Kendi also teamed up with fellow author Jason Reynolds to create editions appropriate for teens (“Stamped: Racism, Antiracism, and You”) and early middle grade readers (“Stamped (for Kids): Racism, Antiracism, and You”).
Related:What kids of all ages should be reading for Black History Month (and all year)
“We love recommending a combination of these books to families so that everyone can read along together — reading and discussing books at home is a great way to spark meaningful discussions about hard topics,” Yerre said.
“Stamped from the Beginning” is available for $19.99 at Aesop’s Fable (teen and kid editions available for $18.99 and $15.99, respectively).
‘Class Act’ by Jerry Craft
According to Wolfe, this YA book addresses “race, socioeconomic issues, and the social perils of adolescence.”
“The comic medium allows for a richly nuanced discussion of microaggressions and friendships, and highlights the ability of friends to commit to ‘doing the work’ when their institutions fail them,” Wolfe said. “There are so many solid talking points that readers both young and old can use to spark discussions among their own social circles.”
Available through the Minuteman Library Network.
‘Heart and Soul: The Story of America and African Americans’ by Kadir Nelson
“This work on nonfiction is told in short, conversational chapters narrating Black Americans’ history from the American Revolution through the Civil Rights Movement,” Cox summarized. “The accompanying illustrations are stunning.”
Available for $9.99 at Word on the Street.
‘The Vanishing Half’ by Brit Bennett
“’The Vanishing Half’ is a wonderfully layered multi-generational family saga about escaping your past and choosing an identity for yourself that is not based solely on what people see when they look at you,” Yerre explained.
“Primarily told from the eyes of identical twin sisters, we watch as their lives take very different turns all based on their racial identity,” she added. “Riveting and emotional, this is a novel you won’t want to put down.”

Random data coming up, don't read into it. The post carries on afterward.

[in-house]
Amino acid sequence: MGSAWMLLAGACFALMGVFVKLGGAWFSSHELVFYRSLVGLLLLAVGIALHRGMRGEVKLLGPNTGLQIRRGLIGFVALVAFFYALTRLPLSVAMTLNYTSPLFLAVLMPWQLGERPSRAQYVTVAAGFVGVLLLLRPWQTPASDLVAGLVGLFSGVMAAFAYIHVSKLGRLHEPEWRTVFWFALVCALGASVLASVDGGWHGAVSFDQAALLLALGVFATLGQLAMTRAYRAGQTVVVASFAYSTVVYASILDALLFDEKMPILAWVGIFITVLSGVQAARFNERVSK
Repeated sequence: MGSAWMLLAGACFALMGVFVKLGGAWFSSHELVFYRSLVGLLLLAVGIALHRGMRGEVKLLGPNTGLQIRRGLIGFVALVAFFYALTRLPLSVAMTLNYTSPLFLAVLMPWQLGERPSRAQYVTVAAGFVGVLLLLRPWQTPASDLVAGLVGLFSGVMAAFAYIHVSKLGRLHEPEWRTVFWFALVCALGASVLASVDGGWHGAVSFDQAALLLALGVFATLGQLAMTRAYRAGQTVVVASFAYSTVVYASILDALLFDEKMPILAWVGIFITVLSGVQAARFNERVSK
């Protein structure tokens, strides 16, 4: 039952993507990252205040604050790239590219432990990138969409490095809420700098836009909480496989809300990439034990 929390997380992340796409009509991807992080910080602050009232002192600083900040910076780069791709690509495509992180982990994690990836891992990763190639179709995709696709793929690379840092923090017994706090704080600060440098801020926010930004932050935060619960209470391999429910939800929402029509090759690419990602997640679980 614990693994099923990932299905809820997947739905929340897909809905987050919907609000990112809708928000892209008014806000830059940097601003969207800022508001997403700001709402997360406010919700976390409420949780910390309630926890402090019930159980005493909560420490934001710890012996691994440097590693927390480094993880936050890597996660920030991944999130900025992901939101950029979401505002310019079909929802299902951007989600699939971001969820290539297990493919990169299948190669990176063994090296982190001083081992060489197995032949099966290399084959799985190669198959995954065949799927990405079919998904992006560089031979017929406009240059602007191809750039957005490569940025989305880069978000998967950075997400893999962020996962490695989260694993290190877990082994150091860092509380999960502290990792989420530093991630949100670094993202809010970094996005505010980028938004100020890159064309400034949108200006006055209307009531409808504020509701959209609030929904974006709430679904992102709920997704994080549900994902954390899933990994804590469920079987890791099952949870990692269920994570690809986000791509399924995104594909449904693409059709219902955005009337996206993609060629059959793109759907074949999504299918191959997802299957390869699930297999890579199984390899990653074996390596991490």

Available for $27 at Aesop’s Fable.
‘Chasing Me to My Grave: An Artist’s Memoir of the Jim Crow South’ by Winfred Rembert, as told to Erin Kelly
This “powerful and brutally honest story” chronicles artist Winfred Rembert’s coming-of-age in the Jim Crow South, according to Wolfe.
“It’s gorgeous and haunting and utterly compelling, and the narrative interspersed with Rembert’s stunning works of art will simply grab the reader and not let go,” she said.
Available through the Minuteman Library Network.
‘One Crazy Summer’ by Rita Williams-Garcia
This critically acclaimed historical fiction novel follows three sisters visiting Oakland, California, during the summer of 1968, amid the civil rights movement.
“It’s obviously keenly written, but I’d add compelling and wonderfully poetic,” Cox said. “It’s not a poetry book, but the prose is so graceful! The characters are unforgettable and the story is in turns heartbreaking and funny.”
Available for $7.19 at Word on the Street.
Abby Patkin is a multimedia journalist for the Daily News. Follow Abby on Twitter @AMPatkin. She can be reached at firstname.lastname@example.org.